Curry County Emergency Preparedness Director Don Kendall is straddling a fine line between needing to repair tsunami sirens and wanting to maintain and expand the Nixle emergency notification system.
Sirens will become obsolete in a number of years, as more people connect to advanced technology — from iPads to smartphones. Even a simple cell phone can receive alerts from Nixle, a program set up to warn people of various emergencies in their communities.
He has no idea how many people have mobile communications devices — cell phones, Smartphones, iPads and other technology — but communication specialists say more and more residents are discontinuing their land-line phone service and going to wireless.
“My top priority is maintaining the Nixle system,” Kendall said. “I’d like to have Nixle tests the same day as the sirens, and once we’re at a good point, then winnow off the sirens.”
Of Oregon’s seven coastal counties, four use sirens to notify people of emergencies. The other three, Kendall said, rely on Nixle, or programs like it that call its participants, similar to a reverse 911 call in which a community’s 911 system notifies all land-line subscribers and sends messages out to all mobile phone holders.
The triggers for those sirens, however, are situated far off the coast and are initiated when a tsunami generated on the other side of the Pacific passes by, triggering the on-shore devices and giving people about four hours notice to evacuate low-lying areas.
In modern times, however, most people are already well aware — through all the electronic gadgetry available at their fingertips — that a tsunami is on its way.
The sirens along the Oregon coast will do no good when the Cascadia fault slips, releasing a 9.0 magnitude earthquake’s worth of energy, Kendall said.
“The earthquake is your warning,” Kendall said, quoting the local adage about when to evacuate to higher elevations. “There will be no sirens.”
The offshore sirens, he noted, won’t even be triggered until the Cascadia tsunami washes ashore and then back out to sea. And there’s a good likelihood that all power would be cut to them anyway.
It’s not just obsolescence that’s often on Kendall’s mind.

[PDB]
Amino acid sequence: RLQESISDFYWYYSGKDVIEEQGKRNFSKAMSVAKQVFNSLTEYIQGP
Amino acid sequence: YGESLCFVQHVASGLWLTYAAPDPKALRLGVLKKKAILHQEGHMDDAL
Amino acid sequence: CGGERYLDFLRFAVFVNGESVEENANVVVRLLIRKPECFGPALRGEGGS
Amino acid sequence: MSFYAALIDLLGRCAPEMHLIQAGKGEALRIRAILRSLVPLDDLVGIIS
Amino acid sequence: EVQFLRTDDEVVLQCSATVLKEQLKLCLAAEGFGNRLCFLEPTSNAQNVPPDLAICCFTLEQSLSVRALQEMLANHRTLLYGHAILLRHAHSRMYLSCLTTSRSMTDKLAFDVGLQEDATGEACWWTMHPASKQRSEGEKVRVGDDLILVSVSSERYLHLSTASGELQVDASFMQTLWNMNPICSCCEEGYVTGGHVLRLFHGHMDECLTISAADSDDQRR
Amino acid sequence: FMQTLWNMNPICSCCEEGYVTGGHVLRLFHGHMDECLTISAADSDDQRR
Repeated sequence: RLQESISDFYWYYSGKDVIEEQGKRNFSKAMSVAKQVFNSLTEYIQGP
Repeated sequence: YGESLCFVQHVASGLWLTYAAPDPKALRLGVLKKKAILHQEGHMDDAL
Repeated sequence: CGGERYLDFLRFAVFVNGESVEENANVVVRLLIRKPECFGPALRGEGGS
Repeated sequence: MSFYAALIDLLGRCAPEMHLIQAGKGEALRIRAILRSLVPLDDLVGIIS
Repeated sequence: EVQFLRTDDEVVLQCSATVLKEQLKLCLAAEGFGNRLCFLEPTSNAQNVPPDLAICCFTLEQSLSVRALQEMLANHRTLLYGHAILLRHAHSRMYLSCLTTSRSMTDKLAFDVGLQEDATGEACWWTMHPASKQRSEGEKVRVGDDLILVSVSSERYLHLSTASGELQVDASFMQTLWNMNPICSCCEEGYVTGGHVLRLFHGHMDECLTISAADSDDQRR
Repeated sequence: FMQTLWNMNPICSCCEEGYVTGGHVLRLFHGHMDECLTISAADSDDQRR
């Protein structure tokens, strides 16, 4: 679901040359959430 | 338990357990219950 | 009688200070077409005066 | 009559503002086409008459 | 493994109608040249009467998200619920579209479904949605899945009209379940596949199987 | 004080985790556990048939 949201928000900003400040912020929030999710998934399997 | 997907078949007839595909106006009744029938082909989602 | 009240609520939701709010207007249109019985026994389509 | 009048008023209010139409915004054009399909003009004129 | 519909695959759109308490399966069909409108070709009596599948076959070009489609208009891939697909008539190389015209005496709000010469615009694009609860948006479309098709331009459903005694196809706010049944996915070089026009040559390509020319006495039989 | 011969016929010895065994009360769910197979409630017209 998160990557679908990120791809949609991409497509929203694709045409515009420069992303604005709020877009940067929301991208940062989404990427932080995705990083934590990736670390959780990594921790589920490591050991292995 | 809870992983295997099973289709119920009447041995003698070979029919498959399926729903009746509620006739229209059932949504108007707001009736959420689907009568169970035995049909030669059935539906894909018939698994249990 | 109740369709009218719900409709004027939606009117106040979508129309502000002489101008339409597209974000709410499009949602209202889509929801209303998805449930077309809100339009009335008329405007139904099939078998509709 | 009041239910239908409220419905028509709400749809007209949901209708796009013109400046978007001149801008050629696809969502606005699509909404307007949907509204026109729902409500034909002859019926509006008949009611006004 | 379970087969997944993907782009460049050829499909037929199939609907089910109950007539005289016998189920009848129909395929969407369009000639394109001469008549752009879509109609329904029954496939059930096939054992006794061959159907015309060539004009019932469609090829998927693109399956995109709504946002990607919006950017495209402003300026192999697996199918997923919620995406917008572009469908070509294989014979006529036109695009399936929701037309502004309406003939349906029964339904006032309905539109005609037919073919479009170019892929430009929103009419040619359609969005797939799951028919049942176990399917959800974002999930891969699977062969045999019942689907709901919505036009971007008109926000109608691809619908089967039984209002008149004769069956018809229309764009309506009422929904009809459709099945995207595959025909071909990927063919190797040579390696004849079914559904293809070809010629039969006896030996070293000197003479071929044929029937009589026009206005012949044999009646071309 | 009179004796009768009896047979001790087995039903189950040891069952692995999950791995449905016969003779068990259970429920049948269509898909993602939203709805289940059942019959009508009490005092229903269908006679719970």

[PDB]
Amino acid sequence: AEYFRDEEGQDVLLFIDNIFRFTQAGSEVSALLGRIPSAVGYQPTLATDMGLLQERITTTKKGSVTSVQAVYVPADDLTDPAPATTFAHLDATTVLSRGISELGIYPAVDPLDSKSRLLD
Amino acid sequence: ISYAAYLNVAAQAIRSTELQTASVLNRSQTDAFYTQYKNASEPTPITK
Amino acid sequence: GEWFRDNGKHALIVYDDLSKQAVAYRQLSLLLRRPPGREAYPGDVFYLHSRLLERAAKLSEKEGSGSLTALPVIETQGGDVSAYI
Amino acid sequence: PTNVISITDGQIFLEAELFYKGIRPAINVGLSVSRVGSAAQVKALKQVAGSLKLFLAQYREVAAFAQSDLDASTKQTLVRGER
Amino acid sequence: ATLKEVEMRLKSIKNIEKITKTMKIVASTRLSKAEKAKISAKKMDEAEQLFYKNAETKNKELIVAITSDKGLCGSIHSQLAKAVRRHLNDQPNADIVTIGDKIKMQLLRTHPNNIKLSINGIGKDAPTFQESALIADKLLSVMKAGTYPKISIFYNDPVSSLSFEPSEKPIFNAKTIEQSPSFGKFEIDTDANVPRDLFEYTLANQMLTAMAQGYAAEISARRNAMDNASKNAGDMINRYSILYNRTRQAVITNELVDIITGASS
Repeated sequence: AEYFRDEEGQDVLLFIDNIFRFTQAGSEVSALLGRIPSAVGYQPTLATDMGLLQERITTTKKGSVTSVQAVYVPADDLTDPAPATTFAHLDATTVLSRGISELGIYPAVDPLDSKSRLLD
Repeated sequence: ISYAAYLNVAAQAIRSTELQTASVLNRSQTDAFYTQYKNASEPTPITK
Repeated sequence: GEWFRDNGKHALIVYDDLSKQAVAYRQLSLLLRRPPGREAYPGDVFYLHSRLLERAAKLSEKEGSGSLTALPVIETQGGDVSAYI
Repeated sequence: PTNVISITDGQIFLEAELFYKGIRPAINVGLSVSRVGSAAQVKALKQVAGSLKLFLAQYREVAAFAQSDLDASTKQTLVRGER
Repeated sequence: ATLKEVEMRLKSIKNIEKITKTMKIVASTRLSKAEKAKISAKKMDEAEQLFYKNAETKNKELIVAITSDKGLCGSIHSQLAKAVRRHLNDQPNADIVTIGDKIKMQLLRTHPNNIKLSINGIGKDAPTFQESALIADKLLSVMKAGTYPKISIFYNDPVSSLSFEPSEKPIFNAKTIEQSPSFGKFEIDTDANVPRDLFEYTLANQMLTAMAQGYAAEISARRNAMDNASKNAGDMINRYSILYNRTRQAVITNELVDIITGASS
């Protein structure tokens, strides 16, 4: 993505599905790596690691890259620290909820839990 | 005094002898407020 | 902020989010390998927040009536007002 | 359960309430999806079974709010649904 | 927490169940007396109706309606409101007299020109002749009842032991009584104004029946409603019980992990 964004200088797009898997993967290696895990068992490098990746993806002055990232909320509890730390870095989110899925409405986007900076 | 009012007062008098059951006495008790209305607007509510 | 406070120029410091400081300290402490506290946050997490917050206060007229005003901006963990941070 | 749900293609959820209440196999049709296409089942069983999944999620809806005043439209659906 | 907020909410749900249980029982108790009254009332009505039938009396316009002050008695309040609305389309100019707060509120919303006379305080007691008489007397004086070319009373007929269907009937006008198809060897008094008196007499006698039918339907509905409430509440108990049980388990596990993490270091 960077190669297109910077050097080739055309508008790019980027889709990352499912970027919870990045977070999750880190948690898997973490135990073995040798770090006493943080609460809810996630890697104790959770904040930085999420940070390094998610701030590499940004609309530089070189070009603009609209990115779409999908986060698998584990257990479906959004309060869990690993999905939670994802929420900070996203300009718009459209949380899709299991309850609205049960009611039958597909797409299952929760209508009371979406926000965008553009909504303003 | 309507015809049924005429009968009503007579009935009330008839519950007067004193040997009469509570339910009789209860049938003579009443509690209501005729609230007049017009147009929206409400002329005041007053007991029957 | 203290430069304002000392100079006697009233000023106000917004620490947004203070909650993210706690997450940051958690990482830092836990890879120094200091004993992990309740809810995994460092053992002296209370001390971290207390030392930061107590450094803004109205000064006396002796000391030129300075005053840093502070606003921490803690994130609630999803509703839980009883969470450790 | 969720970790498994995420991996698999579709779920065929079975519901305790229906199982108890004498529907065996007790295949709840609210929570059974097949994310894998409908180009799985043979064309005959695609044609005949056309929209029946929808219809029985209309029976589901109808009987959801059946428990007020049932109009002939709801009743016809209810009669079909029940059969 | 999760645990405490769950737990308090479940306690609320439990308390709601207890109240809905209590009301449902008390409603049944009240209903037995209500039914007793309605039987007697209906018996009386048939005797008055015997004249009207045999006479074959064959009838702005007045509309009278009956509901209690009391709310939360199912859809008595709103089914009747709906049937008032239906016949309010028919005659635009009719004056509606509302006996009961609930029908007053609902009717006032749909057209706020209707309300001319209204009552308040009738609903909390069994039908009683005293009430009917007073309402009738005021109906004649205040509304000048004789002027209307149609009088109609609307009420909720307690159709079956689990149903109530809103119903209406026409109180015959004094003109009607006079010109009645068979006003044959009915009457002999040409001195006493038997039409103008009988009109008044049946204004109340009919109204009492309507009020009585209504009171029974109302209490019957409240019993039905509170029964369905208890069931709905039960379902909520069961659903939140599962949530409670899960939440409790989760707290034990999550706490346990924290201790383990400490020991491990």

Curry County has 17 sirens, a few of which are usually offline awaiting repair or replacement parts from models dating from the 1960s. Monday, only three sirens were offline — in Crissey Field, Port of Brookings Harbor and one in Port Orford.
It costs $2,000 a month to keep the sirens in functioning order. And when they go down, it’s not as simple as going to the local hardware store and buying replacement wire and sensors.
“Some of these issues just drive me crazy,” Kendall said of repairs. “Something as simple as a little bit of corrosion on a wire will cause it not to work. The electrician goes through the system, says electronically everything’s OK, so we send a radio tech and all they find is there’s a little bit of corrosion that won’t allow a contact — if they find that.
“Or if a repeater is on the fritz by just a little tiny bit, the antennae won’t receive the tone-out from dispatch,” he added. “It’ll receive it on a sunny day, but a rainy, windy day, it might not. There are so many balls in the air at one time.”
The siren at the Port of Brookings Harbor — “It was completely rusted into a ball; it looked like a basketball hanging from the pole,” Kendall said — has been awaiting parts for well over a year.
He has the kit now — plastic, instead of metal; a new $2,000 computer card the size of a keyboard and with a seal on the box to keep moisture out — but it cost $8,000. That doesn’t include the technicians and electricians required to set the apparatus up to its specific requirements.
The ease of Nixle
That’s why the transfer to Nixle would be cost effective and convenient for all involved, Kendall said.
““Eventually we’re going to have to, because of the cost,” he said. “It’s either that or confirm that everyone still wants me to spend that kind of money. It’s a huge dent in the county budget. With Nixle, you only have to have a cellphone.”
And the service is free at Nixle.com.
It is unknown how many cell phones are in service in Curry County, a Federal Communications Commission spokeswoman said, as most firms say that’s proprietary information.
In a remote area where cell phone coverage often disappears a mile off the main highway, communications towers in Curry County are spread about fairly evenly, enabling most people to receive emergency notification.
And, Kendall noted, the farther up a river one is — and often the weaker a cell phone signal — the less likely a tsunami is to affect people.
“You don’t need a super-duper phone,” he said. “All you need is to be able to roam.”
Kendall is currently conducting tests of both the sirens and the Nixle system on the same day of the month, but trying to find that fine line of tolerance, particularly with the Nixle users, so they don’t think he’s calling wolf with too many tests.
Only two of the sirens in Curry County are owned by the county; the others are owned by agencies — fire departments, city halls and ports — that pay for the electricity and maintenance of that equipment.